Immunity and our DNA: Why women are the stronger sex – The Age

The Better Half: On the Genetic Superiority of Women is by Dr Sharon Moalem (male); a neuroscientist and evolutionary biologist. Its a fascinating, unexpected and thought-provoking argument that the simple fact of having two X chromosomes, instead of one X chromosome and one Y chromosome, is the secret to womens underappreciated success in the game of life.

Dr Sharon Moalem is a science author.

A quick refresher on chromosomes: among the 23 pairs of chromosomes X-shaped twists of DNA that are the encyclopaedia of us found in every human cell, are two sex chromosomes. In genetic females, these two sex chromosomes are both an X chromosome. In genetic males, one is an X chromosome and one is a Y chromosome.

We inherit one sex chromosome from our father and one from our mother; genetic females inherit one X sex chromosome from each parent, and genetic males inherit an X sex chromosome from the mother, and a Y sex chromosome from their father.

The X chromosome is the genetic powerhouse of the sex chromosomes, containing more than 1000 genes that orchestrate a huge number of vital cellular processes. In contrast, the Y chromosome is a stunted thing that only carries about 70 genes, most of which are involved in the production of sperm.

In genetic females, only one of their two X chromosomes is needed, so the second X chromosome is deactivated or silenced when that person is merely a bundle of cells in the uterus. The silenced X chromosome gets condensed down into a bit of cellular debris called a Barr body.

For a long time, that second, silenced X chromosome was assumed to be dead. But it turns out that second X chromosome in the cells of genetic females is actually a genetic back-up plan, helping the cell and the person to survive by throwing a genetic lifeline when things get tough. Far from being inert, about 23 per cent of those thousand or so genes on the silenced X chromosome are still active.

Dr Sharon Moalem on women having an extra X chromosome: Its like having two toolboxes. One toolbox may have a broken hammer, so you use the hammer from the second box."Credit:Getty Images

Moalem argues that this back-up set of genes gives women a significant survival advantage, as evidenced by the fact that women consistently outlive men, even in times of hardship.

Having the use of two X chromosomes makes females more genetically diverse, and the ability to rely on that diverse genetic knowledge is why females always come out on top, he writes.

This advantage is particularly evident with the immune system. Moalem recalls his time tending to HIV-positive children at an orphanage in Bangkok, and his observation that the HIV-positive boys were consistently more likely to get sick with opportunistic infections than the HIV-positive girls.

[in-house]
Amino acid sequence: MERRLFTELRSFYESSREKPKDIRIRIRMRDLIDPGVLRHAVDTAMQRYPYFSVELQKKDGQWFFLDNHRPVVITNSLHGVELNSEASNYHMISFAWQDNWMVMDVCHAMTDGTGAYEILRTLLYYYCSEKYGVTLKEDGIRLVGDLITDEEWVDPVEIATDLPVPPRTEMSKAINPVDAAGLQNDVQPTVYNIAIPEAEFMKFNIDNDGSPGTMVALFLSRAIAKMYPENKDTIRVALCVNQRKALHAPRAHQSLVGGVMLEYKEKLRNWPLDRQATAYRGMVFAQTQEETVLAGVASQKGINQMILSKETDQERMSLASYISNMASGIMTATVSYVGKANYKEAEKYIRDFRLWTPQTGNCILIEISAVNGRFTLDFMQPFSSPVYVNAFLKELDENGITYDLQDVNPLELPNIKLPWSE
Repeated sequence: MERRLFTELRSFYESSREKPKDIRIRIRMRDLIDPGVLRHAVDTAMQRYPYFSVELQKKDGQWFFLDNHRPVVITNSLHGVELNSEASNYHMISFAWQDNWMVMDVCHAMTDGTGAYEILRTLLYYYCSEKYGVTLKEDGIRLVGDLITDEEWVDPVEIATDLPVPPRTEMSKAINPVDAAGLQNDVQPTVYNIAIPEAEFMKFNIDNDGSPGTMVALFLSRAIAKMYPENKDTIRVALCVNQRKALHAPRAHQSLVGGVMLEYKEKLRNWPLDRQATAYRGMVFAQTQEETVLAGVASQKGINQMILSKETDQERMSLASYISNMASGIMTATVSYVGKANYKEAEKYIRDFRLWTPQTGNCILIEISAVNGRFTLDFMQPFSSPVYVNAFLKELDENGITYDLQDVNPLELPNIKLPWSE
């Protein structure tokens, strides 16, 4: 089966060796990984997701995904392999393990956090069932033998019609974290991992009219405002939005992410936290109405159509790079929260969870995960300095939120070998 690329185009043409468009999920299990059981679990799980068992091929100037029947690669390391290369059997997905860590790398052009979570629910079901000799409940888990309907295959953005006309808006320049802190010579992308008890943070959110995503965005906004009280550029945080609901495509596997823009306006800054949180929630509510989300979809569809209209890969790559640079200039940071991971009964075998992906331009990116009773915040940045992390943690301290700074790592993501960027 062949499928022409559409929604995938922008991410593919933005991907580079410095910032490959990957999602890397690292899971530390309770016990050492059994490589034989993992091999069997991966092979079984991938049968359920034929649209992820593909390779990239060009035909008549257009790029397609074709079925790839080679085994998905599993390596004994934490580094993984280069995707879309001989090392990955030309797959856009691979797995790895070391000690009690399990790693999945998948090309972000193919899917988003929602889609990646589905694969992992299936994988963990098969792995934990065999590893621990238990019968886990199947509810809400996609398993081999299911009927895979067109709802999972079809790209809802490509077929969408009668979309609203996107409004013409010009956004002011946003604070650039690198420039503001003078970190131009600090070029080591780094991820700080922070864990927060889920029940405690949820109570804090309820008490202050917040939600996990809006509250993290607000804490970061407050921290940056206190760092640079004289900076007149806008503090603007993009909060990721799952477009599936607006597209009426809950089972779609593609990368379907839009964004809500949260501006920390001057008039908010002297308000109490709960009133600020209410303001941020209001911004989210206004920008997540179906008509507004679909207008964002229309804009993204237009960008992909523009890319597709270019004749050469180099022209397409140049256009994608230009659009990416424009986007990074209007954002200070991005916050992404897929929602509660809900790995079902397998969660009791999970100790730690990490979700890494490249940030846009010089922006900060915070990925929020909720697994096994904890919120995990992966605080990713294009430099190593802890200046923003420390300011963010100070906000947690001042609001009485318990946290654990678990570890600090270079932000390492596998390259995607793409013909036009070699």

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He goes on to note that HIV-positive men are also more likely than HIV-positive women to develop tuberculosis and pneumonia, while HIV-positive women tend to have higher immune-cell counts a sign of immunological strength in the early stages of HIV infection than men do.

The X chromosome carries a large number of genes involved in immune system functioning. Moalem argues that because women have two copies of the X chromosome, they are able to produce a more diverse and effective population of immune cells than if they relied on the immune genes of only one X chromosome, as men do.

But there is a price for that more aggressive immune response; sometimes it goes overboard and starts overreacting to benign things, such as our own cells. This is the phenomenon of autoimmunity, and it disproportionally affects women.

If a microbe is the wolf, and its dressing up like Grandma, better trying to kill Grandma every once in a while than to risk being fooled by a wolf dressed like Grandma, he explains.

Having two X chromosomes also offers an unparalleled advantage if it happens that a gene on one of those chromosomes is dangerously mutated.

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Say you inherit a malfunctioning gene on the X chromosome from your mother that might be associated with developmental problems. If you also have inherited an X chromosome from your father that carries a functional copy of that gene, you have a back-up, an understudy, for that faulty gene. But if you inherit a Y chromosome from your father, youre stuck with the faulty one.

This is why so-called X-linked intellectual disabilities almost entirely affect genetic males; more than 100 genes associated with intellectual disabilities have been found on the X chromosome.

Moalem also highlights a problem that numerous female authors before him have also drawn attention to: that medical science and medicine still view women as being biologically the same as men. That persistent ignorance one might even call it wilful denialism has had some devastating consequences.

Women with autoimmune conditions have long had their symptoms dismissed or trivialised by the medical establishment, which was working on the assumption that these diseases were equally prevalent in men and women.

Not that that lack of understanding has slowed females down too much. As Moalem points out, theres only one way to judge the winner in the genetic battle of the sexes: The real test of ones mettle is being able to survive the challenges of life, he writes. So, who is left standing at the end of life?

Thats right. Women.

Bianca Nogrady is the editor of The Best Australian Science Writing 2019 (NewSouth).

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Immunity and our DNA: Why women are the stronger sex - The Age

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